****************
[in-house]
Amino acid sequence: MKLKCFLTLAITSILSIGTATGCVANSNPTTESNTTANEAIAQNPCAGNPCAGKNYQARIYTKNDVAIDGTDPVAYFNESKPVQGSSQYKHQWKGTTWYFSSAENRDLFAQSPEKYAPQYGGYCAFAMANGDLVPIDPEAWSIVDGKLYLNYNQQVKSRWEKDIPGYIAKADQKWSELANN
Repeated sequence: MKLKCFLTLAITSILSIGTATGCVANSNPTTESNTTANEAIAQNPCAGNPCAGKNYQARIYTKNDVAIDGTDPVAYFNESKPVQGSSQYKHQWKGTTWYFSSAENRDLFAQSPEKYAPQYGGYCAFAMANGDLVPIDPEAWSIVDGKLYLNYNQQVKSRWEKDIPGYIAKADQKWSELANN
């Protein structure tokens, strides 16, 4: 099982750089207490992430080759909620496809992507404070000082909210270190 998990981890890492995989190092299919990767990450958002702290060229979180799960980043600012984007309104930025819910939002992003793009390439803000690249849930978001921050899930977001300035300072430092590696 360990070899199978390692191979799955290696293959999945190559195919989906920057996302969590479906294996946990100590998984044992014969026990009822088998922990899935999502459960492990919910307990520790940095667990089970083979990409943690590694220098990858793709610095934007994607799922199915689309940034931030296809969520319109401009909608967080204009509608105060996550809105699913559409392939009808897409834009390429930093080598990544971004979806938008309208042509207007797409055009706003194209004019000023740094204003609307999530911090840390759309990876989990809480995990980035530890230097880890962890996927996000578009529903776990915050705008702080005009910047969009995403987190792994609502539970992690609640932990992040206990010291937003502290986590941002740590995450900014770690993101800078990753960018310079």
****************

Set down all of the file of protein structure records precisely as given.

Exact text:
[in-house]
Amino acid sequence: MKLKCFLTLAITSILSIGTATGCVANSNPTTESNTTANEAIAQNPCAGNPCAGKNYQARIYTKNDVAIDGTDPVAYFNESKPVQGSSQYKHQWKGTTWYFSSAENRDLFAQSPEKYAPQYGGYCAFAMANGDLVPIDPEAWSIVDGKLYLNYNQQVKSRWEKDIPGYIAKADQKWSELANN
Repeated sequence: MKLKCFLTLAITSILSIGTATGCVANSNPTTESNTTANEAIAQNPCAGNPCAGKNYQARIYTKNDVAIDGTDPVAYFNESKPVQGSSQYKHQWKGTTWYFSSAENRDLFAQSPEKYAPQYGGYCAFAMANGDLVPIDPEAWSIVDGKLYLNYNQQVKSRWEKDIPGYIAKADQKWSELANN
């Protein structure tokens, strides 16, 4: 099982750089207490992430080759909620496809992507404070000082909210270190 998990981890890492995989190092299919990767990450958002702290060229979180799960980043600012984007309104930025819910939002992003793009390439803000690249849930978001921050899930977001300035300072430092590696 360990070899199978390692191979799955290696293959999945190559195919989906920057996302969590479906294996946990100590998984044992014969026990009822088998922990899935999502459960492990919910307990520790940095667990089970083979990409943690590694220098990858793709610095934007994607799922199915689309940034931030296809969520319109401009909608967080204009509608105060996550809105699913559409392939009808897409834009390429930093080598990544971004979806938008309208042509207007797409055009706003194209004019000023740094204003609307999530911090840390759309990876989990809480995990980035530890230097880890962890996927996000578009529903776990915050705008702080005009910047969009995403987190792994609502539970992690609640932990992040206990010291937003502290986590941002740590995450900014770690993101800078990753960018310079």